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This low-end racing game runs decently, even on laptops with integrated graphics. We record the frames per second (fps) while running at medium settings and native screen resolution.On entry-level gaming laptops, we run this at low settings and 1080p. On mid-range and high-end systems, we turn up the special effects and test in both full HD and, if the laptop supports it, 4K.On mid to high-range gaming laptops (GTX 1050 Ti or above), we run the in-game benchmark at very-high settings and 1080p resolution then record the fps.
We use this action-packed game's built-in test on mid to high-range gaming systems, running it at 1080p with many settings turned up.This test is designed to measure how well a laptop can handle headsets such as the Oculus Rift and HTC Vive. Only run it on systems with discrete graphics.
This custom test replicates continuous Web surfing over Wi-Fi until the battery is completely drained. Starting with a full battery, a notebook runs a script that visits 12 different types of web pages in a loop, pausing for 30 seconds to 3 minutes before advancing to the next page. In order to ensure a consistent experience that isn't influenced by internet speeds, all the web pages are located on a local web server in our office. Content on the pages includes streaming video, webGL animations and straight text / graphics.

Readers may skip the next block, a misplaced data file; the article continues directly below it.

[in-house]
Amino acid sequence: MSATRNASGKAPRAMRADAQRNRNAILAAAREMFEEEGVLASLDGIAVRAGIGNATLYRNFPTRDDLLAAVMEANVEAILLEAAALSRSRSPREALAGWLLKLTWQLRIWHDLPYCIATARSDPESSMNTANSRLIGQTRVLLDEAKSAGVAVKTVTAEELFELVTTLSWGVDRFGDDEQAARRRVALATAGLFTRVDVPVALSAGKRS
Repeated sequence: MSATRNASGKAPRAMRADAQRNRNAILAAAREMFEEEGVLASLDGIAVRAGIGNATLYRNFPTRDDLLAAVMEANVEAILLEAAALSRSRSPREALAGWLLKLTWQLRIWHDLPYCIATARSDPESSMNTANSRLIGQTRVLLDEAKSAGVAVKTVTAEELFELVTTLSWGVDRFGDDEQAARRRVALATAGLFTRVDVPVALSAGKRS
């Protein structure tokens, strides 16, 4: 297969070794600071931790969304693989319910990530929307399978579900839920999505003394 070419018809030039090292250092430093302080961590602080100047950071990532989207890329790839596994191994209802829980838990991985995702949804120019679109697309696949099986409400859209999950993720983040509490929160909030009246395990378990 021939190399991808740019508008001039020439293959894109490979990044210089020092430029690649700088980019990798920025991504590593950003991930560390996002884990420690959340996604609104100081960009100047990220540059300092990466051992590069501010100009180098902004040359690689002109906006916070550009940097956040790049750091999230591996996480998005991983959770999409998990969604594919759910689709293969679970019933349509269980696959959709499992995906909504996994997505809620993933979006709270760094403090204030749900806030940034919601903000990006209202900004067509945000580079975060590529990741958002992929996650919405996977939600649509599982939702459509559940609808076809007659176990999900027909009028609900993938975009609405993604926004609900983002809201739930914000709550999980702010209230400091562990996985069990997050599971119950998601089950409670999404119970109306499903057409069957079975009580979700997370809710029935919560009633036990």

The test is run with the screen at 150 nits (as measured by the XRite colorimeter), and the notebook's settings are tweaked to prevent it from entering sleep or dimming the screen. Our previous test, Laptop Battery Test 1.x, ran at 100 nits and visited 60 popular live websites for 33 seconds each.During this test, a 4.97GB folder of mixed-media files, including photos, documents, videos and music files of varying sizes, is copied from one folder on the notebook's hard drive to another. We record the speed, and then convert the number to MBps by dividing 5089.28 by the time (in seconds).
To test the system's external temperature, we stream a video at full screen for 15 minutes, and then use a Raytek MiniTemp laser temperature gauge to measure the temperature (in Fahrenheit) of the touchpad, the space between the G and H keys, and the underside of the notebook. We also measure any other hot spots on the notebook.
To measure the brightness of a notebook's display, we enable the machine's high-contrast white background and then use an XRite colorimeter and the Dispcal app to measure the brightness of each of the four corners of the screen, as well as the center. We then average the five readings to determine the display's overall brightness in nits.
We're using the X-Rite colorimeter for more than just measuring brightness; we're also using it to see how good a screen is at rendering colors. With the Dispcal app, we measure a screen's RGB color gamut.
We measure two metrics on keyboards: key travel and actuation. Key travel measures the difference in the height of the key from its resting state to when it is fully depressed. Thinner notebooks will have less travel (perhaps 1 millimeter), while gaming notebooks will have greater travel. Key actuation measures the amount of force, in grams, required for a key to depress.
Generally, we prefer key travel between 1.5 to 2mm or greater, and an actuation of at least 60 grams, though we also judge by our own opinions of how it feels.
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